When will my dog’s baby teeth fall out?
Puppies begin teething at around 3 weeks, and by approximately 6 weeks, all of their deciduous teeth will have erupted. The incisors (at the front of the mouth) and the canine teeth (the fangs) erupt first, followed by the premolars. Dogs do not have any baby molars. At around 12 weeks, the deciduous teeth begin to fall out, and the permanent teeth begin to erupt. Normally by 6 months of age, all permanent teeth have erupted, and all deciduous teeth have fallen out.
My puppy has started biting my hands, my legs, my children’s legs – pretty much any object he can get his mouth on. What is going on?
Your puppy is teething, the same way that human babies and children grow new teeth during their development. Like a human, your pup first grows a set of baby teeth (also called primary or deciduous, meaning they fall out). These teeth are pointed and sharp, which is why they are sometimes referred to as needle teeth.
Dogs have 28 deciduous teeth and end up with 42 permanent teeth. You may find deciduous on the floor, but more likely, your puppy will harmlessly swallow the teeth while he is eating. It is not unusual for some bleeding to occur when the teeth fall or are falling out, but the amount is minuscule and owners usually notice it only if there is some mild red staining on a chew toy.
Puppies will chew on people, furniture, and other objects (including ones you value) that are within their reach; this is part of normal puppy behavior. Dogs learn much about the world around them through how things feel, and a dogs main means of touching and grabbing things is with its mouth.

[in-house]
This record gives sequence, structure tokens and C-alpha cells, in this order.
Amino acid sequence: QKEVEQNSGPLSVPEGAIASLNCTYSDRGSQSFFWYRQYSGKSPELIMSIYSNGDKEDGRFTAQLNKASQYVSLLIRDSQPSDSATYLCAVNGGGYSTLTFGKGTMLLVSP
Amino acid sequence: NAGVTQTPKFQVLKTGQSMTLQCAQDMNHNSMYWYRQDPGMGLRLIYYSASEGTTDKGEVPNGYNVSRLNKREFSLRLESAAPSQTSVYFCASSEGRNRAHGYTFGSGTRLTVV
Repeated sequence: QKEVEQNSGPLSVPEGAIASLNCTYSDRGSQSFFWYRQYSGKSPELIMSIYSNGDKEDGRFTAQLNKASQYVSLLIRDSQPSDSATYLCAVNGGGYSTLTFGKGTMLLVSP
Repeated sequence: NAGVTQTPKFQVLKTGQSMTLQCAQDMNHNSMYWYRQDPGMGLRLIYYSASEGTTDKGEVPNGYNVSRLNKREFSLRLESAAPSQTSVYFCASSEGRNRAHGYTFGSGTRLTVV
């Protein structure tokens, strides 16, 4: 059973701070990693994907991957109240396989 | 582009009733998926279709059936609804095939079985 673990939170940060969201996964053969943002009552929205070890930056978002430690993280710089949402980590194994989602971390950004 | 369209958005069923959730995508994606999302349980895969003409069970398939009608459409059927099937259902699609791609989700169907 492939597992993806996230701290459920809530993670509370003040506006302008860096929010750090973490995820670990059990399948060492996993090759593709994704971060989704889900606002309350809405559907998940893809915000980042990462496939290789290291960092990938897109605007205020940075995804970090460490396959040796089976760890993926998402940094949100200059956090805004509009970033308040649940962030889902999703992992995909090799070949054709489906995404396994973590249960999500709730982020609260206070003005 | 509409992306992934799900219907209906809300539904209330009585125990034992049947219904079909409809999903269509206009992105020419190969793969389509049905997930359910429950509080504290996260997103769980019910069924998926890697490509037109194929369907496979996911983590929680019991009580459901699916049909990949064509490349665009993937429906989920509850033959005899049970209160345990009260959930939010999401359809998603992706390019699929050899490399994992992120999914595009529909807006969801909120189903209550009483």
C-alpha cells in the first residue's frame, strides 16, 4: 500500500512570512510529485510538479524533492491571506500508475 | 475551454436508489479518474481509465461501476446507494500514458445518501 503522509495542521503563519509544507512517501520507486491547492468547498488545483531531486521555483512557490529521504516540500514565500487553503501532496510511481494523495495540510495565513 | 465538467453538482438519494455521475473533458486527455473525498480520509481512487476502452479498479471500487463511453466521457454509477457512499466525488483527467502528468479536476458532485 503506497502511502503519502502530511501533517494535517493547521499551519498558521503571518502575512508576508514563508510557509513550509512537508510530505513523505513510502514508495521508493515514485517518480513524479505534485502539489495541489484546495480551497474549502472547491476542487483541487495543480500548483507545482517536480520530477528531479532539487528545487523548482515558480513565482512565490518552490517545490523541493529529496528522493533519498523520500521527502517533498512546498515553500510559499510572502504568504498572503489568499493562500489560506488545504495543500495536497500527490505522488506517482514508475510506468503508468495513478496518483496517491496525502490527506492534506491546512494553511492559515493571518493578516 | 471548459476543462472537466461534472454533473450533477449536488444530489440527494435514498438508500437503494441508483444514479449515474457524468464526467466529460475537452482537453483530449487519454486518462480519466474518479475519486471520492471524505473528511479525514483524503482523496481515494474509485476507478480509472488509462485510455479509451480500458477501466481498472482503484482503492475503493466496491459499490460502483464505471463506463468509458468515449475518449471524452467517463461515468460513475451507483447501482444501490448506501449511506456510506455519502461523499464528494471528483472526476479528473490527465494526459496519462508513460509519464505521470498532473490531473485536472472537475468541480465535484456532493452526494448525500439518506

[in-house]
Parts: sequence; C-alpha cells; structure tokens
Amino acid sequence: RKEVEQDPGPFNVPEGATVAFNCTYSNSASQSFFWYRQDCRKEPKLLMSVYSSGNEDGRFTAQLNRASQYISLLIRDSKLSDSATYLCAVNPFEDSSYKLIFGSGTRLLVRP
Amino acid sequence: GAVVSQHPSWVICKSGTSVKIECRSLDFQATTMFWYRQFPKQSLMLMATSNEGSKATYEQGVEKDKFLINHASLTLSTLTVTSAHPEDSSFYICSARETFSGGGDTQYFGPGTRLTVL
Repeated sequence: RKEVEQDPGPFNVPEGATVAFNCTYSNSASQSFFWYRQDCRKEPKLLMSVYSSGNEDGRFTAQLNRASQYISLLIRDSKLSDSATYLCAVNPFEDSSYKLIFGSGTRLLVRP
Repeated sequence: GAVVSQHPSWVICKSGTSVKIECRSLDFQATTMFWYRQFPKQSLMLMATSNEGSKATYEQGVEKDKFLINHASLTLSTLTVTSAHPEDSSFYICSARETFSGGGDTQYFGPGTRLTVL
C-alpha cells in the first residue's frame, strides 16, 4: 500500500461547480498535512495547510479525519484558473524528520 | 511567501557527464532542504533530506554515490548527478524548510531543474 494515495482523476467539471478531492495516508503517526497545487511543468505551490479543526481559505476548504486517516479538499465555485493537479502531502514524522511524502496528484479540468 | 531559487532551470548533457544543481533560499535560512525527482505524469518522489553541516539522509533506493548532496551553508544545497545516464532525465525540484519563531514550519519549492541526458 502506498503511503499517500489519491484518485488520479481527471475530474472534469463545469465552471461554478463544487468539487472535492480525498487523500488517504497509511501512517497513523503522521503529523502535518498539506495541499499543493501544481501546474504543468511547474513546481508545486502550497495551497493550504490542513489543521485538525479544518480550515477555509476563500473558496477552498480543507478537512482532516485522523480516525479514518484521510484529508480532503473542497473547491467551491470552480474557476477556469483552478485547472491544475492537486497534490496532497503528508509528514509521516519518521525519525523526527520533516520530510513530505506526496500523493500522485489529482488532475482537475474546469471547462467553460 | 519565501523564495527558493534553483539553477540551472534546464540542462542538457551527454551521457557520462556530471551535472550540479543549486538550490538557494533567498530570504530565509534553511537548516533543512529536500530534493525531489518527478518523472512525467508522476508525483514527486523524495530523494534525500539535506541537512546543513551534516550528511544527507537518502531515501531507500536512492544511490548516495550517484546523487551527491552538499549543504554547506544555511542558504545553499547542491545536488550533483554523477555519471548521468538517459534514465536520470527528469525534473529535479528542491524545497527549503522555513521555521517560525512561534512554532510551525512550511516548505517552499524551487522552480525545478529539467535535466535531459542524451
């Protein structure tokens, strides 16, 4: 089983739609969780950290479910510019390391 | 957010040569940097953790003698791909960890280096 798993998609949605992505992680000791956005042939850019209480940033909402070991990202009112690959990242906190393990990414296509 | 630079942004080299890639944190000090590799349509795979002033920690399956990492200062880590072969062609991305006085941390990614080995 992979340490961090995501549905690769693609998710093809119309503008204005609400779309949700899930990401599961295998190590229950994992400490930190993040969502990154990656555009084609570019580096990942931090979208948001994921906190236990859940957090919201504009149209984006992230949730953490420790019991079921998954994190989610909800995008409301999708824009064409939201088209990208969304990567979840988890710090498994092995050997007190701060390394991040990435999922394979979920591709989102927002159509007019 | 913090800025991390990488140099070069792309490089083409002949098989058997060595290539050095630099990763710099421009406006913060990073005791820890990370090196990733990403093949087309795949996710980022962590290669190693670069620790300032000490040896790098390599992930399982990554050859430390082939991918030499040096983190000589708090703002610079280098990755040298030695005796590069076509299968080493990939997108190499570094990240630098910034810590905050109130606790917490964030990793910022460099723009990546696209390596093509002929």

This tendency is particularly pronounced in breeds known to be “mouthy,” such as retrievers. Chewing also seems to alleviate what is assumed to be discomfort associated with the teething process.
How to Care for a Teething Puppy
Dr. Reiter says that the discomfort of puppy teething is often overdramatized.
If your puppy is still engaging in normal activities like eating, drinking, socializing, grooming and exploring, then there isn’t really a problem.
If they aren’t doing some of these things, he says, and the pain or discomfort is affecting his quality of life, then your puppy may need to see the vet.
“There is not much for the owners to do during the transition,” Dr. Bannon says. “The best thing is for the owners to supply good, safe chews so that the dog can teethe on appropriate items.”
Look for puppy teething toys that are soft and flexible and bend easily in your hand. “If it is too hard to bend, flex or break, it is too hard to give to the puppy,” Dr. Bannon says.